New interim chief named at Swaner
May 20, 2006
The naming of Colleen Rush to replace Tina Quayle as interim chief of the Swaner Nature Preserve is one of many important changes made recently by the organization, preserve co-founder Sumner Swaner said Thursday.
Quayle insists her leaving the organization was "amicable."
"I did resign," she said during a telephone interview Wednesday. "It was definitely time to move on. I have some possibilities out there that look really good at the moment."
Quayle was hired as executive director of the Swaner Nature Preserve in 2004 after leaving a position at Vital Ground, a group that advocates for preservation of grizzly bear habitat in North America.
Quayle excelled at helping acquire land for the preserve but the focus of the Swaner board of directors is shifting toward management of the natural resources, Swaner said.
"We’ve had our focus on assembling these pieces of property," he said, adding, "now we’re in the business of taking the very best care of it that we possibly can."
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According to Rush, "they’ve asked me to come in and help define this transition."
She expects to serve as the preserve’s interim executive director for at least six months.
Situated near Kimball Junction at the edge of residential and commercial sprawl, the Swaner Nature Preserve consists of roughly 1,200 acres of land on both sides of Interstate 80, Swaner said.
Groundwater that flows into the preserve from Park City is discharged in the area creating one of "God’s biggest springs," Swaner said, adding that much of the property was donated by developers in the Snyderville Basin.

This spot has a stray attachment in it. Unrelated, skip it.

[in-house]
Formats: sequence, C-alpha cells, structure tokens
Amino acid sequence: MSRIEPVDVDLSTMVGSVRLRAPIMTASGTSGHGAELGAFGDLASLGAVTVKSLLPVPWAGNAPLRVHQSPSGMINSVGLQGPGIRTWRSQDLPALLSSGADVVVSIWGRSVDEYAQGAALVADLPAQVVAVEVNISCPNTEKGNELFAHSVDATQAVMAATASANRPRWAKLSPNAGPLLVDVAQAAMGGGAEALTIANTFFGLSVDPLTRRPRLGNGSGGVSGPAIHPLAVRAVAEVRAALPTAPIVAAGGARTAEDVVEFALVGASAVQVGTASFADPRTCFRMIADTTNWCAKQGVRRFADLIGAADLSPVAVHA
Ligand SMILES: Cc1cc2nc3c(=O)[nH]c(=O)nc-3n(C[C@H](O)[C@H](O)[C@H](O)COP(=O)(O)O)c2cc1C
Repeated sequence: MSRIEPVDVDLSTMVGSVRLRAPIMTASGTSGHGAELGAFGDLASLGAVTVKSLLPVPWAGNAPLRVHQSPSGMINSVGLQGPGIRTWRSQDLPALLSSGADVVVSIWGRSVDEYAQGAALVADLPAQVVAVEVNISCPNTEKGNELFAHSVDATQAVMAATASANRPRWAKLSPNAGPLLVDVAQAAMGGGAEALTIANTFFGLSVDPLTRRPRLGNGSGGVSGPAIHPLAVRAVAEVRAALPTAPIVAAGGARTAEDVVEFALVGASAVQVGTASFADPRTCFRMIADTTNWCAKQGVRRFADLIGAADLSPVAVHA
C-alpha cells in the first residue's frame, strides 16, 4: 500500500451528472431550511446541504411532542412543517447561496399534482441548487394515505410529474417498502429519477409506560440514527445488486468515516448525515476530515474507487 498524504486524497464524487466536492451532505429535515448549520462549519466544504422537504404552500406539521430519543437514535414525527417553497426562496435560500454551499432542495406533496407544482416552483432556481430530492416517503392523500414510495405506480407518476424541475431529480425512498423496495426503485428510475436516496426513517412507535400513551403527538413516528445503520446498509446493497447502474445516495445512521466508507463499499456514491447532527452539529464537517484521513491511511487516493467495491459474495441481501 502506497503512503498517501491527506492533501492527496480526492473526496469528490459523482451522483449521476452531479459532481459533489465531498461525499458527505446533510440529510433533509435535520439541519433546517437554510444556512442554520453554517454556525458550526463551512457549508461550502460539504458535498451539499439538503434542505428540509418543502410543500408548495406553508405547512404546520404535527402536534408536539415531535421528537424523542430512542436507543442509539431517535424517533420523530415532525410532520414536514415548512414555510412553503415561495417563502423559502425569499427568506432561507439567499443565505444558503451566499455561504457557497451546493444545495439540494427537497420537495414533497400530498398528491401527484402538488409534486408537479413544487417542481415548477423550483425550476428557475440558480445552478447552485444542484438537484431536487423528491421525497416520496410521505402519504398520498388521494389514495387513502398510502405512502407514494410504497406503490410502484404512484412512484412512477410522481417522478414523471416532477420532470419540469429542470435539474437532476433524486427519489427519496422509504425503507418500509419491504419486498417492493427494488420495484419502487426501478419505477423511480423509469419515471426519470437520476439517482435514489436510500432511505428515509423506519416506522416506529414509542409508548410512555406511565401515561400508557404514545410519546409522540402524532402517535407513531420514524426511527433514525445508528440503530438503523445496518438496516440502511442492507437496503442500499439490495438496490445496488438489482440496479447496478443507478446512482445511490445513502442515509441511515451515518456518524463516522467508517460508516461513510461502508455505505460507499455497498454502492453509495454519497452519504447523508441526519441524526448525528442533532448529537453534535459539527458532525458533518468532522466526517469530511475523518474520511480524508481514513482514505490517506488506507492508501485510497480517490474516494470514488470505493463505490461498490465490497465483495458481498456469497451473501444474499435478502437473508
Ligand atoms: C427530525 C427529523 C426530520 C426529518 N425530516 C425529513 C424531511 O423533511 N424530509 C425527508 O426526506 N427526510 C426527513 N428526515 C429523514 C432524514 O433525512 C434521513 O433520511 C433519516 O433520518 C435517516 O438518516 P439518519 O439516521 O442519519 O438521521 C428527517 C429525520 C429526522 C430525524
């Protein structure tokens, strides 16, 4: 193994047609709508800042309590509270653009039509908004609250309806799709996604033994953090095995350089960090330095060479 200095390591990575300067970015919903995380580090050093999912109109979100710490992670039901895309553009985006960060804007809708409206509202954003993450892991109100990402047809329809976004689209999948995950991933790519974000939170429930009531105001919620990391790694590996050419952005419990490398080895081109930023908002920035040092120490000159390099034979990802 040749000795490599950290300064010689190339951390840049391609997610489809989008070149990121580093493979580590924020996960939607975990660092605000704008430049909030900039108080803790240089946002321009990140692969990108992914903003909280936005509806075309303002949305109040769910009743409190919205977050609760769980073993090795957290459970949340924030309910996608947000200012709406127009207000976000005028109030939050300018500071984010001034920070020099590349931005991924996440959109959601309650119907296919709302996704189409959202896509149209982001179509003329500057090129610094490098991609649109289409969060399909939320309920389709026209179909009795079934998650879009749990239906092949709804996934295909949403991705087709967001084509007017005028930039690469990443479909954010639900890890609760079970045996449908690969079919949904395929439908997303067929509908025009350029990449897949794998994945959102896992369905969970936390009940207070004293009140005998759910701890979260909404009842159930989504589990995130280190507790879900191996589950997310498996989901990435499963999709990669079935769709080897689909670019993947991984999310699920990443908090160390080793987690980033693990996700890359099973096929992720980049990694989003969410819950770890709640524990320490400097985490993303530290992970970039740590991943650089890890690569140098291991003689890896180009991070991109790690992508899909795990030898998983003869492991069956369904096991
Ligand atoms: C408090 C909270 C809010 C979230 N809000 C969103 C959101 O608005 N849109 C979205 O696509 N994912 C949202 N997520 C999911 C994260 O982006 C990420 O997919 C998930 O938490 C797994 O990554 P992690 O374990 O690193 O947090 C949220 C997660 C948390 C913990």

"One hundred percent of the preserve’s property is covered by conservation easements," Swaner said during a telephone interview. "It’s in perpetuity. We have eradicated any kind of development rights."
Construction of a visitor center is slated for completion at the preserve in 2008, along with a roughly 4,300-foot boardwalk to view wildlife in the area.
"We still want to have a lot of public access," Swaner said.
Many species of migratory birds inhabit the preserve, as do moose living along the banks of East Canyon Creek east of Jeremy Ranch.
"We know we’ve lost about 23 species of neo-tropical birds that normally would be migrating into this area," Swaner said, adding that the water shrew is one of the area’s most fascinating animals. "This creature never lives farther than 36 inches away from a perennial water source, it’s entire life."
Biologists, however, haven’t been successful reintroducing the Columbia spotted frog into the area, he said.
"We’ve got sandhill cranes that have eggs in the nest right now, and we’ve got a least one fox den and we’ve got beaver busy damming," said Rush, who has a master’s degree in environmental studies from Yale University.
But survival of the animals in a suburban environment requires "social ecology," said Rush, a 12-year resident of western Summit County.
"The preserve is a part of a greater ecosystem that incorporates a myriad of human activity and development," Rush said. "I need to evaluate and understand the way our community uses and enjoys the preserve."
The Swaner visitor center, planned for construction on roughly a half acre, will be a "crowning jewel," she added.
"It’s going to make this preserve a major destination," Rush said.
She encourages residents to attend the organization’s western-themed fundraiser on Sept. 23. Contact the Swaner Nature Preserve at 649-1767 or visit http://www.swanernature.org for more information.
"People drive by Swaner Nature Preserve every day and they appreciate it for its aesthetic value as open space," Rush said. "This preserve is designed to serve the community and it’s not just to serve it in terms of providing open space."